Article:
First Educate the Girls

“Educating girls is central to any nation transforming itself.”  Julia Gillard, Chair of Global Partnership for Education

Living in any of the most developed nations, people may take for granted that boys and girls will have equal access to educational opportunities. It’s easy to ignore, when surrounded by relative wealth and opportunities, that there is a lack of access to education, particularly for girls, in many of the developing countries. Educate Girls Network (EGN) focuses its work in Liberia, West Africa, assisting young women in getting the university education they need in order to become teachers.

9 Rural School Liberia 2pngA commitment to the education of girls means ensuring that the female population of a nation has completed primary and secondary school education and at every grade level, reading, writing and numeracy standards are met. The option to move into further training at a university or vocational level must be available to all regardless of income or socioeconomic circumstance.

While gender inequality is hidden in employment and earning statistics in a country like Canada, for example, gender inequality in education in less developed nations is more overt. In many parts of the world, it is assumed that women will marry young rather than follow a career. Boys are perceived by parents as being the providers – for their own children – but also for their elderly parents. In many parts of the world, parents with little or no education themselves will often prioritize education for their sons, but not their daughters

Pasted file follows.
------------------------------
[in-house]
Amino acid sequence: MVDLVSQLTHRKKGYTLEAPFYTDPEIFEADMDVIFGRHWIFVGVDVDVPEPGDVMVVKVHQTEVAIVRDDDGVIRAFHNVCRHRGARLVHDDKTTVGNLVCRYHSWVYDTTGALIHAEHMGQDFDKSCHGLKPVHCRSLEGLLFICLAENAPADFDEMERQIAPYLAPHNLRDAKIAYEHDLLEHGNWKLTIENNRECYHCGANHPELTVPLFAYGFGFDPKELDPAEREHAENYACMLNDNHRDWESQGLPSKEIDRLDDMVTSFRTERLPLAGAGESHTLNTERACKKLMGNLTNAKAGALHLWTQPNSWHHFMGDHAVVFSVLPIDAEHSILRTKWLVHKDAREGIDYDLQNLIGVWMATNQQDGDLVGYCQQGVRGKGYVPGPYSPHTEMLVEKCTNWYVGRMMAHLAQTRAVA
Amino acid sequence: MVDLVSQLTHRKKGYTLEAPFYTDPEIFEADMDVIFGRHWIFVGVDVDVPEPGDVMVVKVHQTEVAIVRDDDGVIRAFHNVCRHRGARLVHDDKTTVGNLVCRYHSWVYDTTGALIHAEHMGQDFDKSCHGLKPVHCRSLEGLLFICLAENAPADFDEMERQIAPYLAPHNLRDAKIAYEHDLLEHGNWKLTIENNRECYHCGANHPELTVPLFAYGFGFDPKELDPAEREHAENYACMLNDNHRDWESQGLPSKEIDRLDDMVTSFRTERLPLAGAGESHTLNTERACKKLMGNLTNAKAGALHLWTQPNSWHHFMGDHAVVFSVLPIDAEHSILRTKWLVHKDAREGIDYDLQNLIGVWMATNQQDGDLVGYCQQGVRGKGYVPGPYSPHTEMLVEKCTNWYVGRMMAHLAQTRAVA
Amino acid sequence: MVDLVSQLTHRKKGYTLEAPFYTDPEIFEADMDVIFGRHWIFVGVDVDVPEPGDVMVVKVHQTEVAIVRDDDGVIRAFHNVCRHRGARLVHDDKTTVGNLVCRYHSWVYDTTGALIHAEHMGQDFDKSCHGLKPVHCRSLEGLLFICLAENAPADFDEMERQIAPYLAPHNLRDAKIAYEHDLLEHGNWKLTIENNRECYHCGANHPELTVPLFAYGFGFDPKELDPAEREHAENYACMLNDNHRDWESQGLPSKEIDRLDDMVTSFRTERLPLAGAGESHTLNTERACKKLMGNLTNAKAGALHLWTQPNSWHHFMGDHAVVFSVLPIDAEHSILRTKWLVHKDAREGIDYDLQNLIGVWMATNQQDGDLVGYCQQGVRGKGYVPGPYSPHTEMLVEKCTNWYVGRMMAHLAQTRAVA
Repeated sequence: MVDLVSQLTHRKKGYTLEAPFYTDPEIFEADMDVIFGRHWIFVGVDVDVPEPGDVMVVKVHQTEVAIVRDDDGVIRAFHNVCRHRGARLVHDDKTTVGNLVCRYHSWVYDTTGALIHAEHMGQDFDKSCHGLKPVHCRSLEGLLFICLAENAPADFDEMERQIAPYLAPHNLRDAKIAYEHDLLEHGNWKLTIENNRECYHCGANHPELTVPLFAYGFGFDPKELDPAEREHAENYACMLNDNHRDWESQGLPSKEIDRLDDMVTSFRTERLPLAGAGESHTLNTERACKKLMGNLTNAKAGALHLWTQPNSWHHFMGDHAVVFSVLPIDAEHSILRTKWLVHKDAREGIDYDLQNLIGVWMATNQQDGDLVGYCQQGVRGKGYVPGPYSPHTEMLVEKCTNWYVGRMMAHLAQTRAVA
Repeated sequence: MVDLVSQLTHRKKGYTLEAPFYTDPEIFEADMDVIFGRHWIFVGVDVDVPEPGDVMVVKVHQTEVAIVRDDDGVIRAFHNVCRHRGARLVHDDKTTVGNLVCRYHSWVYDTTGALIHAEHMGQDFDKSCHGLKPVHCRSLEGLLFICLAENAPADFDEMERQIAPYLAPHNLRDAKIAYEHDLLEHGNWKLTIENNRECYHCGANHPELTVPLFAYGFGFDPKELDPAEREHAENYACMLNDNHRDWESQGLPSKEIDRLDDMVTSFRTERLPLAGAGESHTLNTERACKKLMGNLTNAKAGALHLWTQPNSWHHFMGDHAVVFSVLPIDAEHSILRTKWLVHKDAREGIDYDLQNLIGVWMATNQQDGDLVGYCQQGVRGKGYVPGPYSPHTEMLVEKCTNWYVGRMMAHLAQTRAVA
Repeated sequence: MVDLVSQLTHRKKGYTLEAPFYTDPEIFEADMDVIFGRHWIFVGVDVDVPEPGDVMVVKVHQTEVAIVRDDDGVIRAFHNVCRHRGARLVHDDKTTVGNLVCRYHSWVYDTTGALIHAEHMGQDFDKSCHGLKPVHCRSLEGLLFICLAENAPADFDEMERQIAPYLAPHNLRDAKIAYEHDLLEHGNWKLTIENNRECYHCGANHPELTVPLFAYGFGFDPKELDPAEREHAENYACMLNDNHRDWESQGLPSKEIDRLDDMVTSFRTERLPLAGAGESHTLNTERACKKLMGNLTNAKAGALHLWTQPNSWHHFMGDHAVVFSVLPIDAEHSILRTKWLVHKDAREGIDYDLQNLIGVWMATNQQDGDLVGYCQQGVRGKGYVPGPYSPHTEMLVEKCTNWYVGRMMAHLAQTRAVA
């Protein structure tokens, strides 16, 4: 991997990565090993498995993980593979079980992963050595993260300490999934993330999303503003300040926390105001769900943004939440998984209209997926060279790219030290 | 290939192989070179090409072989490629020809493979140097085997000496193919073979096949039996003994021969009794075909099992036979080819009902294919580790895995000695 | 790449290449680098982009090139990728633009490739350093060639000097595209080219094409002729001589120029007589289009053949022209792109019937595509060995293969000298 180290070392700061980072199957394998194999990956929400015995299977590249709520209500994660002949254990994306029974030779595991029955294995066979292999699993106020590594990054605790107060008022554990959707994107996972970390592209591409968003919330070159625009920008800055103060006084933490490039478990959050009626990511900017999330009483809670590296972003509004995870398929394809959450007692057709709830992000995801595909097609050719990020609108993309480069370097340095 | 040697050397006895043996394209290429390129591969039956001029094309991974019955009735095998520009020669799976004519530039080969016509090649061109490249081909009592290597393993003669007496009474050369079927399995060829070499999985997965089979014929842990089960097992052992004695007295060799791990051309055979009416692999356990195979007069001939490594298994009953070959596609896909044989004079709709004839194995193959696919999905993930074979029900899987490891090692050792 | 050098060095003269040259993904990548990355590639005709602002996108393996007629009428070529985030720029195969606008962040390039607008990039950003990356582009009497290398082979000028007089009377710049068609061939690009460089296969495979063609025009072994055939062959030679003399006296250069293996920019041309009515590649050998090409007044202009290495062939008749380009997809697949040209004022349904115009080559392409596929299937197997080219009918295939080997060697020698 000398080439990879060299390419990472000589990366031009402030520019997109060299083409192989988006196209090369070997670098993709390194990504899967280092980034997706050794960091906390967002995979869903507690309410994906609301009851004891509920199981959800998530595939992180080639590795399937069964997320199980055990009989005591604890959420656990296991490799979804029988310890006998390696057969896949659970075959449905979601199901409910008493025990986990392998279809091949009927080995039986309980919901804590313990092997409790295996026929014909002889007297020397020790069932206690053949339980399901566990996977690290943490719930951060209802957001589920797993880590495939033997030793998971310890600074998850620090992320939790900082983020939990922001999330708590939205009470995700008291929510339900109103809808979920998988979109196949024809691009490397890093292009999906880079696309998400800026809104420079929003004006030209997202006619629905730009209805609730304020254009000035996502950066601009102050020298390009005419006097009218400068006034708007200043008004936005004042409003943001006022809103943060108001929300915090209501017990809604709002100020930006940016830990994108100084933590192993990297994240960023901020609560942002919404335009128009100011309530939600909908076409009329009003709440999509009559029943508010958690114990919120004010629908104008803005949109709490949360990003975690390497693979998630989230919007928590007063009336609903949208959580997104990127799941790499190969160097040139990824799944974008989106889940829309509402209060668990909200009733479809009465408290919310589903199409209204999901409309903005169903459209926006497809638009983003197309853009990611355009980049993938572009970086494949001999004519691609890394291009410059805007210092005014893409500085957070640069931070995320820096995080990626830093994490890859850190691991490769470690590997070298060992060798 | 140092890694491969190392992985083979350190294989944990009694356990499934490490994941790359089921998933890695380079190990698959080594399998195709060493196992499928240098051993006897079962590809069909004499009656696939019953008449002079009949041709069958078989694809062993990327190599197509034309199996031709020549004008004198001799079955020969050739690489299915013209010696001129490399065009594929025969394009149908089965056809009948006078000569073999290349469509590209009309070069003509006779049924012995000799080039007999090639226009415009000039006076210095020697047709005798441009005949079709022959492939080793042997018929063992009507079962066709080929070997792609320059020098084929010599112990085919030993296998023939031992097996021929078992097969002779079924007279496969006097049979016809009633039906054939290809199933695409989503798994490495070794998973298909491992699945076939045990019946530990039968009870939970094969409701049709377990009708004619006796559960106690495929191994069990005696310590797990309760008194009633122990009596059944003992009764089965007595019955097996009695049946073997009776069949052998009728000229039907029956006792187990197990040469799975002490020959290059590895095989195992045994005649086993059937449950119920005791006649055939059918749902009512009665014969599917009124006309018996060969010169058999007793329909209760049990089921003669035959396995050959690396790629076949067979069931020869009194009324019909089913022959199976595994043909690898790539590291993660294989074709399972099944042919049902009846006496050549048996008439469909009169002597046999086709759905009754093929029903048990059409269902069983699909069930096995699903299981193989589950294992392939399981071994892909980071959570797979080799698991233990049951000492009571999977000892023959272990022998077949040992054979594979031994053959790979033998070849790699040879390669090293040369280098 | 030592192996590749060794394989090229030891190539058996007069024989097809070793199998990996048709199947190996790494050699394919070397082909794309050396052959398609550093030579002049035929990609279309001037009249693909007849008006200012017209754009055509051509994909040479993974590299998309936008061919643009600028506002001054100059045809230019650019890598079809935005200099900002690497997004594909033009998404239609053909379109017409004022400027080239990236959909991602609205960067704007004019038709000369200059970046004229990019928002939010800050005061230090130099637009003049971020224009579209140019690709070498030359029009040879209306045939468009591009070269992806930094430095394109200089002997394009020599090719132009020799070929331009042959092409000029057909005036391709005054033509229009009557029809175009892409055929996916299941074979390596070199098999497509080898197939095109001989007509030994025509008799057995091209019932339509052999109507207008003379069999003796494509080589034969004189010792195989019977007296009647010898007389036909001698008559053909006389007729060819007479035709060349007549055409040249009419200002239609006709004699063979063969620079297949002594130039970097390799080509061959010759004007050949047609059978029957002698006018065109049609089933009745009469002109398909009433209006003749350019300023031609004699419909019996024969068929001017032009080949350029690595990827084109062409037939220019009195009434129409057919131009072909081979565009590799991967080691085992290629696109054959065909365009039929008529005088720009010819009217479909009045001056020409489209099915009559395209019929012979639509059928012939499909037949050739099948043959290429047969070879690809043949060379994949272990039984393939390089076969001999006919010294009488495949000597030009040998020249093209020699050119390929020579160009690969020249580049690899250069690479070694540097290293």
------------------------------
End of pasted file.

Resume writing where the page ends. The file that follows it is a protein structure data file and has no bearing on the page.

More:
Education is one of the most critical areas of empowerment for women. The common quote, “If you educate a girl, you educate a family and develop a nation” underscores the significance of improving the educational opportunities for girls. International human rights documents emphasize this. Article 26 of the Universal Declaration of Human Rights (UDHR) states that “everyone has the right to education,” and that it should be “free, at least in the elementary and fundamental stages.” The Convention on the Rights of the Child (CRA), in Article 28, states that the right of the child to education should be on “the basis of equal opportunity.” Nations around the world have ratified these treaties.

An educated girl is a powerful one. Girls are half the world’s population. Significantly, girls become women and women bear children and then raise those children. While educating both boys and girls is equally and ethically important, the effects of providing more education for a girl will ensure that boys prosper too. The benefits of these efforts will be intergenerational, breaking the cycle of poverty for that girl’s current and future family, which will, in turn, assist a nation in transforming itself.

Join EGN to fund teacher education for young Liberian women, helping Liberians to transform their country into a vibrant, strong and viable place for all of its citizens.



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